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Dirac notation - expectation value of kinetic energy

  1. Jan 18, 2016 #1
    It's my first post so big thanks in advance :)

    1. The problem statement, all variables and given/known data

    So the question states "By interpreting <pxΨ|pxΨ> in terms of an integral over x, express <Ekin> in terms of an integral involving |∂Ψ/∂x|. Confirm explicitly that your answer cannot be negative in value." ##The 'px's should have hats to indicate an operator##
    If it helps, it's part of a question where Ψ is the wavefunction of a particle in a 1D pot energy well and the question is testing on a chapter about introducing and working with Dirac notation.

    2. Relevant equations
    None that I can think of

    3. The attempt at a solution
    The maths of my solution so far is
    CJx2b66.png

    So, the part I'm stuck with is proving explicitly that it can't be negative in value. Obviously the factor to the left is always positive but it's the integral that's the problem. I know the integrand is always real and positive as it's a modulus squared, I just can't see any way to prove that the integral of that, over infinity, is never negative.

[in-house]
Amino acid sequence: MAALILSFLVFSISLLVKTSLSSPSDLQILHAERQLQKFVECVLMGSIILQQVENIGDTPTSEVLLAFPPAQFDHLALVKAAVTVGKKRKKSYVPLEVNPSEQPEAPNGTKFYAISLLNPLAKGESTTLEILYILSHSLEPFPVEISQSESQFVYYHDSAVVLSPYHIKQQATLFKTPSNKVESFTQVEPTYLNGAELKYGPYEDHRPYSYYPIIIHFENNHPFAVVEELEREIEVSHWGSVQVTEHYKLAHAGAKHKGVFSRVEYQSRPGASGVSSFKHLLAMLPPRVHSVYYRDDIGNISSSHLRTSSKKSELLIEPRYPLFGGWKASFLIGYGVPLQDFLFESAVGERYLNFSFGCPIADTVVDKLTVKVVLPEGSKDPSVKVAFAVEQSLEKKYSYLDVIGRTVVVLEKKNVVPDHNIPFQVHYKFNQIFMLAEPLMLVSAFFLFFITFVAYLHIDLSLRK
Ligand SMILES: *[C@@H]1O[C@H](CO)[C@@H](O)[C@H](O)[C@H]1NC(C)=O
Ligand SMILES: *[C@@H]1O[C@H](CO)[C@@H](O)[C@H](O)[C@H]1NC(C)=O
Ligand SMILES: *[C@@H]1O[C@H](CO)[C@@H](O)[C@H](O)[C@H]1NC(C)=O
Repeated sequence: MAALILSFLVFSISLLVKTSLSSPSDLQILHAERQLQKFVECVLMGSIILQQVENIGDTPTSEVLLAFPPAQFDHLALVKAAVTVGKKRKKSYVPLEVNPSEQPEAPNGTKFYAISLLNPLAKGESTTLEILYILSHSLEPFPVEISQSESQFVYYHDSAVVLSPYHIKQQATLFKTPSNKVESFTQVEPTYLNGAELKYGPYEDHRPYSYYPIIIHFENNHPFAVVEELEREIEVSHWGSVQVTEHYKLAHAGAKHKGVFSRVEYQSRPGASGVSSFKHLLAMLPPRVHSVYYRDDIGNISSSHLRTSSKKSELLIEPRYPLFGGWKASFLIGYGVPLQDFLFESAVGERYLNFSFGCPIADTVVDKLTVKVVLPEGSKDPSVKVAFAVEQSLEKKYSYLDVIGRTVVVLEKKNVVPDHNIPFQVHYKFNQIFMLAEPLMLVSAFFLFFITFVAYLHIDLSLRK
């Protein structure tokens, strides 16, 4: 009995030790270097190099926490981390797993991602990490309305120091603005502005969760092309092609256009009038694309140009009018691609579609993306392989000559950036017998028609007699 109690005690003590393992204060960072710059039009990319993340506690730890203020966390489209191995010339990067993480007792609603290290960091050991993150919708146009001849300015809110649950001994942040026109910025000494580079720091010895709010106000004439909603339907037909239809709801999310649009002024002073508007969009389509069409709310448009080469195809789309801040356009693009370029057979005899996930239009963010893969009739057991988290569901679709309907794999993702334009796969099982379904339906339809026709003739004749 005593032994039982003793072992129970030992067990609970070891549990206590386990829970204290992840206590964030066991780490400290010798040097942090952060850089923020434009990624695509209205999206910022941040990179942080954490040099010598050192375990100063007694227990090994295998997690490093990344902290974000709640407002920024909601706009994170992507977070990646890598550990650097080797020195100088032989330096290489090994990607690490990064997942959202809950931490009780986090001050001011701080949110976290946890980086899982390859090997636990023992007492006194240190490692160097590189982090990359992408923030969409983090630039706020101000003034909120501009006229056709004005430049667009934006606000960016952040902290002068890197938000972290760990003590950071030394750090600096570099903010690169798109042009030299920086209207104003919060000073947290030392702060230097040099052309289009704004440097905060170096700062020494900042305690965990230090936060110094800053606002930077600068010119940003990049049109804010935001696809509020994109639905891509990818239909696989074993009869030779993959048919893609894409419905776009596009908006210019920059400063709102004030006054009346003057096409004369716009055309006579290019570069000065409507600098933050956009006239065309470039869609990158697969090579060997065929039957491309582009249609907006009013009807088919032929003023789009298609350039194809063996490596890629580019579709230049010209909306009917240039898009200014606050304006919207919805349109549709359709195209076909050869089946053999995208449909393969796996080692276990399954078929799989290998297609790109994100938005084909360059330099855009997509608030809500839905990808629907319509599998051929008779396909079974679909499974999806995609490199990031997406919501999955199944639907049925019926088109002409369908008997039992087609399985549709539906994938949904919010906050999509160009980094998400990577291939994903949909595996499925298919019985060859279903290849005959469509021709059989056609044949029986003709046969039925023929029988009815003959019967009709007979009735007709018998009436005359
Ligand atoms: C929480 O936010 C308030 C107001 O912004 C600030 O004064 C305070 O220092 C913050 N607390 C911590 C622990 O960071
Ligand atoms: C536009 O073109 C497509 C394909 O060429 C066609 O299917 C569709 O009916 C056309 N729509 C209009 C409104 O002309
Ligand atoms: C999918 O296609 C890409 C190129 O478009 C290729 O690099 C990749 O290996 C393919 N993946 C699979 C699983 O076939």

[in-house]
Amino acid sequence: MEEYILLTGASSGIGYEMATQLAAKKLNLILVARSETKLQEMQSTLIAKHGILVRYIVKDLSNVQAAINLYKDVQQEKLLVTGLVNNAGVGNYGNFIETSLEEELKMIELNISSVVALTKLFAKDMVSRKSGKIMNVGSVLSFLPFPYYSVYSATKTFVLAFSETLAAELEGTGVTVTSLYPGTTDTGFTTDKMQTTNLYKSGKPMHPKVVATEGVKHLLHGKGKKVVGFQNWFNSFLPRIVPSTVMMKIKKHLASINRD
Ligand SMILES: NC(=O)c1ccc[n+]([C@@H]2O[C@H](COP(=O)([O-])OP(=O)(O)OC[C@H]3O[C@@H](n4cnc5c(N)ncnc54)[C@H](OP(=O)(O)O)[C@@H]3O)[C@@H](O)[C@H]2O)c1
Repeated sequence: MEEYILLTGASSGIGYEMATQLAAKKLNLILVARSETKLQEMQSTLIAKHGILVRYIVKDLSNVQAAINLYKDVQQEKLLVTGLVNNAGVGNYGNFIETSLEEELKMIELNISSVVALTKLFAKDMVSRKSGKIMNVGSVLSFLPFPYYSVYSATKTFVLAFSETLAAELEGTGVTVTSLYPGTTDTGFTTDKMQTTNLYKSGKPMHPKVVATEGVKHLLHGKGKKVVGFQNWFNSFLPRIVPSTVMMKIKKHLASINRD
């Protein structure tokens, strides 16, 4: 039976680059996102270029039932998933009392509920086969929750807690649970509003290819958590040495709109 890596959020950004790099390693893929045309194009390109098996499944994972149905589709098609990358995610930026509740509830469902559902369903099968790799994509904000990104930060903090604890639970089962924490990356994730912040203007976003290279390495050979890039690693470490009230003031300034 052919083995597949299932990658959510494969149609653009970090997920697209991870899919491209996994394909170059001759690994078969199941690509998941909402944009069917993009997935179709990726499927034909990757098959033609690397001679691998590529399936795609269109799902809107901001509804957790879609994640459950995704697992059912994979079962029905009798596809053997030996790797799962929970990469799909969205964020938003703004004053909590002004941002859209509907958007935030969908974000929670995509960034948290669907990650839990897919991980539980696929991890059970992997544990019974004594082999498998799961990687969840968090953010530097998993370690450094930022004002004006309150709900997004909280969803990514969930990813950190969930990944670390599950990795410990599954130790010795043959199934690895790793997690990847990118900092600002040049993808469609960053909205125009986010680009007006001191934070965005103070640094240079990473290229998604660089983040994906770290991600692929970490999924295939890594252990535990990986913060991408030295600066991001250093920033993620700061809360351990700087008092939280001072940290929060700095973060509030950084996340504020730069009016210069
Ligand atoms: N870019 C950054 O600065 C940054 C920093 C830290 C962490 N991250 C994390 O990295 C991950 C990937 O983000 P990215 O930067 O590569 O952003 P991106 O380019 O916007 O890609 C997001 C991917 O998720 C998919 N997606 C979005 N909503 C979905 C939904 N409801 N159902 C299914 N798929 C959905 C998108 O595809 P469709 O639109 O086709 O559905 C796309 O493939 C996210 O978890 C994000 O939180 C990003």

It's due in for next Monday so any help would be greatly appreciated!


     
  2. jcsd
  3. Jan 18, 2016 #2

    TSny

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    Looks good.

    You are integrating from ##- \infty## to ##+ \infty##. So, what is the sign of ##dx## in the integral?
     
  4. Jan 19, 2016 #3
    I'm not sure what you mean - I'd presume ##\text{d}x## is always positive, as it's effectively a small interval ##\delta x## centered on ##x##.

    So are you saying if I take the integral to be the infinite sum of small sections ##| \partial \Psi / \partial x|^2 ~ \delta x##, then each section must be positive, as both ##| \partial \Psi / \partial x|^2## and ##\delta x## are always positive?

    Thanks
     
  5. Jan 19, 2016 #4

    TSny

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    Yes.

    Another way to think about it is that ##|\partial \Psi / \partial x|^2## is a non-negative function of x. So, the integral is the "area under" the graph of a function that never goes below the x axis. So, the area is positive according to the sign conventions of area-under-a-graph as used in calculus.
     
  6. Jan 19, 2016 #5
    Ah right, I think I get you.

    So, to check I understand it - if the limits of integration were reversed ##\int^{-\infty}_{\infty}## (so you're integrating across the graph in the negative x direction), would the integral be negative?
     
  7. Jan 19, 2016 #6

    TSny

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    Yes, that's right.
     
  8. Jan 19, 2016 #7
    Awesome. Thanks for all the help :smile:
     
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